An evocation of childhood, a lost world, and a lost time.
Seyhmus Dagtekin's To the Spring, by Night, is the magical evocation of a childhood spent in a small Kurdish mountain village in Turkey, with no electricity and little literacy, but with a rich tradition of tale-telling and legend that infuses every living thing, every rock, stream, and spring with its own spirit and inner life.
We follow the young protagonist as his horizons expand and share his real and imaginary fears as we come to know his isolated community, whose only contact with the outside world is through the male inhabitants' compulsory military service and the smuggling that takes them down from the heights and onto the plain below. Changing seasons, family intrigues, feast and famine, all run their course in the shadow of an imposing citadel overlooking the village, long ago abandoned by mysterious forerunners who may have left a hidden treasure behind. At a graceful pace, details emerge about the village's history until a shocking truth is revealed.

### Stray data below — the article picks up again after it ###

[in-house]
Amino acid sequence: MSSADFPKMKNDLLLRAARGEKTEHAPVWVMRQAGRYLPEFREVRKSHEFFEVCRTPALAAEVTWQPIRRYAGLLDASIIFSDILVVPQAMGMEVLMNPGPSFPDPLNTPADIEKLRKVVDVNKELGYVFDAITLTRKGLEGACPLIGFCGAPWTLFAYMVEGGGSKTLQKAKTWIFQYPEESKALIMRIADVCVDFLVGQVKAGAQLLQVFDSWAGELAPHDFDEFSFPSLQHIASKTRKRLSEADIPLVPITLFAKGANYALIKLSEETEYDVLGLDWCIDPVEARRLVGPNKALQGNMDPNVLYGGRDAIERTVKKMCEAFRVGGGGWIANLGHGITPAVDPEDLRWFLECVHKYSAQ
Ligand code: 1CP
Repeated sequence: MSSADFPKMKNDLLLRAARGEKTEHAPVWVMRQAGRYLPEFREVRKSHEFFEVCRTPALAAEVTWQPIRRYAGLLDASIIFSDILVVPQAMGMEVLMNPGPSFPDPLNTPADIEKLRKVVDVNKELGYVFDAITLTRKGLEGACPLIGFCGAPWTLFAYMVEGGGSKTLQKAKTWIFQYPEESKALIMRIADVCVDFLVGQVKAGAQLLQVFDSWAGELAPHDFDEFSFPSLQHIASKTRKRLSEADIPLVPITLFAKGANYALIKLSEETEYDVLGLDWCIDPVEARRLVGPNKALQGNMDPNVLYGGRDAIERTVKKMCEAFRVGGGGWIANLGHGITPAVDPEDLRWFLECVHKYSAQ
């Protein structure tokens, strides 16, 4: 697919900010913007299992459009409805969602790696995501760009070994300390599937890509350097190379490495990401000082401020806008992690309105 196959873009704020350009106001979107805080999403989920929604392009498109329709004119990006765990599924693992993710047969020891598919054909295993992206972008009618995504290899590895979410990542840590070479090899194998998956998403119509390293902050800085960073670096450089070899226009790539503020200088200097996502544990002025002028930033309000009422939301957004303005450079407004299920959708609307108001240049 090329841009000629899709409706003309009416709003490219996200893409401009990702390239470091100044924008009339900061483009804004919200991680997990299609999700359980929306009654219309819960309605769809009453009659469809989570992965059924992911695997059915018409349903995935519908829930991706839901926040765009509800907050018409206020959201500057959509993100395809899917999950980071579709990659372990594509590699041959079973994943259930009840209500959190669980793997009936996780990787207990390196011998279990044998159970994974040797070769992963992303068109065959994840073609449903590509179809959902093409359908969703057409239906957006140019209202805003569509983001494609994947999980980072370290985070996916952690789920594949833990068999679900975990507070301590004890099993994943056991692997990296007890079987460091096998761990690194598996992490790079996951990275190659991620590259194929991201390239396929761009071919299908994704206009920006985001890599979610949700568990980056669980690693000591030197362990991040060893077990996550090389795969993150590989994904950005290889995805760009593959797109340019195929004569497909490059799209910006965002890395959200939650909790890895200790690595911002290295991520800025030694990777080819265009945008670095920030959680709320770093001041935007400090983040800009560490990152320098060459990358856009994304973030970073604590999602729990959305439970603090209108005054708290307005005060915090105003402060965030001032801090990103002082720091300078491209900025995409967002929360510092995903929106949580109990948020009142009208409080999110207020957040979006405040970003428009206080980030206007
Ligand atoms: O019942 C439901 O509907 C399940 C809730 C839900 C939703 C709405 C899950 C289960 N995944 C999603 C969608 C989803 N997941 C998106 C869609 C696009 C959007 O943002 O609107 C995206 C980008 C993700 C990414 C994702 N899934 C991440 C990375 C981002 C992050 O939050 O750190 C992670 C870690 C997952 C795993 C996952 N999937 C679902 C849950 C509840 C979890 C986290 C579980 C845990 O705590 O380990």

Written in a restrained but lyrical language, To the Spring, by Night is a captivating portrait of a lost world.
From the book
The earth on which we trod each day, where our feet communed with time and memory, and our heads with the promises of the heavens. The earth that sheltered our village, so small when again I see it from afar perched in time amid the mountains. Our village that among those mountains was of such small consequence, disappearing behind the merest rock, lost from sight around the mildest curve. To think that living beings and things spent their entire lives on earth, before returning to the water, in this small place. But it seems very big, vast even, when I see myself small in its streets, small upon its rocks, when I see my life unfold again dwarfed by this immensity that has known so many millennia.